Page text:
I Miss Cooking Shows…
I don’t like reality shows. I really don’t like competition reality shows. I really really don’t like cooking-/food-based competition reality shows.
I realize that the three above statements cancel out a lot of television for me, but I still have hope from time to time. Honest, I do. The reason I peek an eye in on the cooking reality shows because I want shows to get back to not only teaching people how to cook, but also encouraging a love of food. Reality shows, for the most part–it seems, are not that interested in anything but drama. Still, I give things a chance.
On the way into work last Monday, the local free paper had an article about “Kitchen Casino”, a gambling-themed cooking competition… yeah, no. Not only is the prize just $30,000–for the final champion, weekly contestants aren’t guaranteed that–but here are two items from the host’s Q&A that really turned me off:
What do cooking and gambling have in common?
They’re like America’s two loves! Americans love to gamble, and they love to eat. On the show, that translates into rounds like a kind of roulette, where chefs might not wind up finishing the dish they start out making.
Do cooking competition shows create better chefs?
I think they do, because the pressure is on. Chefs have like 30 or 40 minutes to create a dish. It teaches them to think on their feet and quickly produce things.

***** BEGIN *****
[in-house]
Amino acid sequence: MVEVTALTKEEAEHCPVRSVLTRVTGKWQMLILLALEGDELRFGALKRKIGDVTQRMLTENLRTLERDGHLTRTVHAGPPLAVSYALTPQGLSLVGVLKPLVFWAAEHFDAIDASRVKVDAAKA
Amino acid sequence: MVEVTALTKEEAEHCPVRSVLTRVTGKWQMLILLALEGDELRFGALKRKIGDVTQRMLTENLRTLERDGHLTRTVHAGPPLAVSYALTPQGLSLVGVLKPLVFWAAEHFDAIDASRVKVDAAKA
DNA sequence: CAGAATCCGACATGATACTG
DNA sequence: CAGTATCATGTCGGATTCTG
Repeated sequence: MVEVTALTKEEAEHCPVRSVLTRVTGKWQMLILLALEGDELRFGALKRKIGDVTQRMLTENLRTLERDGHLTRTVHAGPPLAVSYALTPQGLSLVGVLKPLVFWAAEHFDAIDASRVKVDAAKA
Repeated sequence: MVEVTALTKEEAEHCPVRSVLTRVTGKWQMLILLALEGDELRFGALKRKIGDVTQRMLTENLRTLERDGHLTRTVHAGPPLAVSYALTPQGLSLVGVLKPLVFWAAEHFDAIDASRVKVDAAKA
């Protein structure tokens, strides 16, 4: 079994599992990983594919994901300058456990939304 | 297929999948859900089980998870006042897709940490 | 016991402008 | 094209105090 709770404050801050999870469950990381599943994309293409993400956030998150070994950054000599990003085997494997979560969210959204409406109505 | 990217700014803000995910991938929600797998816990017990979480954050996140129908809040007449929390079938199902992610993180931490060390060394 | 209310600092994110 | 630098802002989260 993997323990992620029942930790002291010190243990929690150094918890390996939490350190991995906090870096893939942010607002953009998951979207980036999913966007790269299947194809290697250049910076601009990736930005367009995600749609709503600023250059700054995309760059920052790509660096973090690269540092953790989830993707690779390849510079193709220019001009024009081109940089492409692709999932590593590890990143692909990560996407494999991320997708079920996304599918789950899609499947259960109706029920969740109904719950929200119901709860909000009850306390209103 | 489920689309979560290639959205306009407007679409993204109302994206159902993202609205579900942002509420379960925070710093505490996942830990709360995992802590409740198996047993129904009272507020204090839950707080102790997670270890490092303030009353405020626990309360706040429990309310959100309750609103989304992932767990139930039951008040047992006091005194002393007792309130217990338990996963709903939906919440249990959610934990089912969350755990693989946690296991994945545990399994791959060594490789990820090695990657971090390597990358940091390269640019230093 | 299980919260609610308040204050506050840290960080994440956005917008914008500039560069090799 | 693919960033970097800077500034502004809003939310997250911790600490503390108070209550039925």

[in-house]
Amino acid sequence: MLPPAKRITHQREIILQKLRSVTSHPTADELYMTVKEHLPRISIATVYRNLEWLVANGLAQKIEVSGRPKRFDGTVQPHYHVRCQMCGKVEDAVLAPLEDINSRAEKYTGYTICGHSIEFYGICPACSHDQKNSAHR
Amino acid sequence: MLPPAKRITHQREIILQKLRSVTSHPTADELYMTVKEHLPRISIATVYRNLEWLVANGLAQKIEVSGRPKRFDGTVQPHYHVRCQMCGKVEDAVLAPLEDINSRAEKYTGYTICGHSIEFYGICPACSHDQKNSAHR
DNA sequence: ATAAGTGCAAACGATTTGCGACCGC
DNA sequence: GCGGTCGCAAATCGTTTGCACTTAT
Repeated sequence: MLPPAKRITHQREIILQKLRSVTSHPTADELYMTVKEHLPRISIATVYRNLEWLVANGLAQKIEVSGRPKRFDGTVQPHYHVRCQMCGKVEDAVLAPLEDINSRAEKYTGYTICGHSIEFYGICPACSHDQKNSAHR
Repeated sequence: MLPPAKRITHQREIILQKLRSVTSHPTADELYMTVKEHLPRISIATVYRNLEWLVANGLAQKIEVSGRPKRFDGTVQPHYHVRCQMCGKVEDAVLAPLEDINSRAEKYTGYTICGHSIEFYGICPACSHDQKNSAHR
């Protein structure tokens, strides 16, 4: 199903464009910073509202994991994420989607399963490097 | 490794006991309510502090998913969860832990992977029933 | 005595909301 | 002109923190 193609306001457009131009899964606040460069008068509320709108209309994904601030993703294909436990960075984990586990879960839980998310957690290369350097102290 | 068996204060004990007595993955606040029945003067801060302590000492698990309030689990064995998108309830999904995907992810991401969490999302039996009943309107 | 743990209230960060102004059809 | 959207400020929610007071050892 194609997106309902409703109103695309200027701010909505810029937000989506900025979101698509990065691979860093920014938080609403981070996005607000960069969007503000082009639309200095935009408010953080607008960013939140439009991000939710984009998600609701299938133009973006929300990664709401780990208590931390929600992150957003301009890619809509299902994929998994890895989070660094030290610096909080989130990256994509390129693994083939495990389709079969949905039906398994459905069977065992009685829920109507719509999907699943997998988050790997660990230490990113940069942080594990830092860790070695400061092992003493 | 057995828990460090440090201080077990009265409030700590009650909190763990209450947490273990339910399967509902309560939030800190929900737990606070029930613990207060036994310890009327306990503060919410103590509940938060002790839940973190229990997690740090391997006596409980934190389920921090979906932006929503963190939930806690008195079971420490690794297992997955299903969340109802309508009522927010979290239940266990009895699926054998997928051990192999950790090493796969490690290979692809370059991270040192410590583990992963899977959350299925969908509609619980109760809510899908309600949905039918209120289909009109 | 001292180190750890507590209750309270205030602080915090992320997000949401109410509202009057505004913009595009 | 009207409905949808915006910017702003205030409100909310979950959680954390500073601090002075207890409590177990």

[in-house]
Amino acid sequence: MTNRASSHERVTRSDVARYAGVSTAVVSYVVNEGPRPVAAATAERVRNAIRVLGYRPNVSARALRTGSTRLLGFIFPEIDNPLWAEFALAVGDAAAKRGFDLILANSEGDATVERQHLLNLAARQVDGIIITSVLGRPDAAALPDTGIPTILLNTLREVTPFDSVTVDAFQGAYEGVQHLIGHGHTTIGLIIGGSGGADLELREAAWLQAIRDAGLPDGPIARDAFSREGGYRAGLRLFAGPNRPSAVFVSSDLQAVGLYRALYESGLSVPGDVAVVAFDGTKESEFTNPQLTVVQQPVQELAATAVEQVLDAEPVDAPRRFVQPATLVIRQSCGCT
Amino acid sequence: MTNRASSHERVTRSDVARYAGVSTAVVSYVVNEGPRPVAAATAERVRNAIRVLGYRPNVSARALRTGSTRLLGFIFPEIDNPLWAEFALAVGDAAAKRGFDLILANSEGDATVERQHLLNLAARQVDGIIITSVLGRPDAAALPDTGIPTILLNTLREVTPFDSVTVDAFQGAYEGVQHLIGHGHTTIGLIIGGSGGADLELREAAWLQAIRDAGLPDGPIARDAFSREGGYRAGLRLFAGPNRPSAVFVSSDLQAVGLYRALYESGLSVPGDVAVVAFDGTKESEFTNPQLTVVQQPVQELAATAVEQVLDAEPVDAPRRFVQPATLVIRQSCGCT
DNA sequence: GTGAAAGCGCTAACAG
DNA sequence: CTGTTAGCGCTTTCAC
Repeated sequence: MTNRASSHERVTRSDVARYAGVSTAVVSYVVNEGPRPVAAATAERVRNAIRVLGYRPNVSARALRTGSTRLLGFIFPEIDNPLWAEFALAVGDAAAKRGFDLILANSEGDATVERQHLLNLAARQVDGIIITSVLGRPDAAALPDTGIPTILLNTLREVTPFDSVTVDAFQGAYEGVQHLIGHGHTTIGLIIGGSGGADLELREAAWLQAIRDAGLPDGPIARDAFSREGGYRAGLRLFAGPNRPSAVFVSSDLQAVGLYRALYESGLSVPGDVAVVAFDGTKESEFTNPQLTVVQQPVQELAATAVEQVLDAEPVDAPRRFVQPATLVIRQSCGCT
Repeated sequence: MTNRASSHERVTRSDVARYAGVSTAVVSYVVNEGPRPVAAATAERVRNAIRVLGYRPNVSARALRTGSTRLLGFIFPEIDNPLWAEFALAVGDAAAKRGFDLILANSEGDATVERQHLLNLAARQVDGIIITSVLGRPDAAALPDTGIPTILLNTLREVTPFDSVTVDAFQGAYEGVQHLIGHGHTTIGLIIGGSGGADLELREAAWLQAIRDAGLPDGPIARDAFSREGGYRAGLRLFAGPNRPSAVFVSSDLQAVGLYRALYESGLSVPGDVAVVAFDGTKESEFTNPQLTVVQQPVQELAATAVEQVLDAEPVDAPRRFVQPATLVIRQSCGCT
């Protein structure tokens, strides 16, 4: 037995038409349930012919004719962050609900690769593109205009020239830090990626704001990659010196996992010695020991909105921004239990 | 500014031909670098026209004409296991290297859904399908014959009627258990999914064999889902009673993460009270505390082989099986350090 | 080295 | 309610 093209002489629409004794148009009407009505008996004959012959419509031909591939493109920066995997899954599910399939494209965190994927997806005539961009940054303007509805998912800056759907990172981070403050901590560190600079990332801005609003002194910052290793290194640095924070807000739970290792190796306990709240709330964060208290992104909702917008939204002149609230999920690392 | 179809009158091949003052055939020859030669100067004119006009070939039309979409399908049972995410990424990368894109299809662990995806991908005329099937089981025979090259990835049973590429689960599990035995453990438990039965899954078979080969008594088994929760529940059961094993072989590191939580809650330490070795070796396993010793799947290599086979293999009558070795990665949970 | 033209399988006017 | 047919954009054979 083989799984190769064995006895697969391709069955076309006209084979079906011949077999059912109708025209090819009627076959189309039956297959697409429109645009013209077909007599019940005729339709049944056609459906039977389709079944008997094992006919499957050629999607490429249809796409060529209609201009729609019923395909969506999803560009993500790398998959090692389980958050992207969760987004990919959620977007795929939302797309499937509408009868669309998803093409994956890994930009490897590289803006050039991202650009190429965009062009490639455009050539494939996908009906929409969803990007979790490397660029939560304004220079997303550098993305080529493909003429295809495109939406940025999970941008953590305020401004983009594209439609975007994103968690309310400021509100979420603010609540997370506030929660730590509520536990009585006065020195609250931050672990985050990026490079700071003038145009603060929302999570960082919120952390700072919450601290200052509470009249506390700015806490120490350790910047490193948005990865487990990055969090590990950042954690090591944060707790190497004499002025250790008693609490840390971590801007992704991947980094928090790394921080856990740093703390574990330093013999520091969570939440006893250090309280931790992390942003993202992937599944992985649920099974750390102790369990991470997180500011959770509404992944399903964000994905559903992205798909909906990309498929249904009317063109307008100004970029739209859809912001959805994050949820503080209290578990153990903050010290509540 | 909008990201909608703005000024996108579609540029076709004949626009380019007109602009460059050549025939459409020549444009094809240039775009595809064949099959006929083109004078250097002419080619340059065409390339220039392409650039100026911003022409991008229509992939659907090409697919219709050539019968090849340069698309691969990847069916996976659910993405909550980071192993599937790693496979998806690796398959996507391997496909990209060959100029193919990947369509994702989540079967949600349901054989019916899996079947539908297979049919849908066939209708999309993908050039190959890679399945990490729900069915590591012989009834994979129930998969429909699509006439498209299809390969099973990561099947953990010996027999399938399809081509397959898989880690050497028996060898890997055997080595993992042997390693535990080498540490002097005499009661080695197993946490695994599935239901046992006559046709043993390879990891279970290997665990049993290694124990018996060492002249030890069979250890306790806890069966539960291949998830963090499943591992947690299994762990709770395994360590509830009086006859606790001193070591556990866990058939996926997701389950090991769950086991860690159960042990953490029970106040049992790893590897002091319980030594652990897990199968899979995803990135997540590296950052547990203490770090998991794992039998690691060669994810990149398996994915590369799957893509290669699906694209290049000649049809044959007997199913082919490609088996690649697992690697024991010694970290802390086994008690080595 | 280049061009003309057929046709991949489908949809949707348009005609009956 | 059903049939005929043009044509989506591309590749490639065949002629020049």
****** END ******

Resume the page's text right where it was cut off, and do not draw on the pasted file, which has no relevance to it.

As a non-gluttonous, non-gambling American, I guess I’ll give it a pass. I’ve never thought speed made for an amazing dish as it kinda takes away the fun of creation–unless you’re an Iron Chef, maybe. Still, I did watch the first episode of the show and it was pretty hard to get through. The casino/gambling-based puns and dialogue, the host and judges’ constant commentary (which isn’t motivating to the contestants) all along with the usual cutaway interviews that they show in such a way that implies they’re happening at the same time the chefs are cooking. But I’m not a TV reviewer, so check “Kitchen Casino Is A Flop From Concept to Execution” at Manhattan Digest.
I already lament that cooking shows had to become lifestyle shows where it isn’t enough that a host is standing in their kitchen walking you through a recipe, but now we have to watch them shopping or out with friends or making awkward phone calls. It’s annoying how many of them, in interviews, say they idolize Julia Child yet how few of them just cook. My weekend morning routine used to include watching live or DVR’d cooking shows with my coffee and then heading out to the store or farmers market to try something new. Now, having cut the ties of cable TV, I spend it listening to music and reading through cookbooks or online recipes. Perhaps that’s better, or worse, I don’t know.
I’d just like food shows to get back to food. They used to be an excellent source for Americans to learn about food and especially making their own food–which can change your life.
I’ll just step down off of this soapbox now…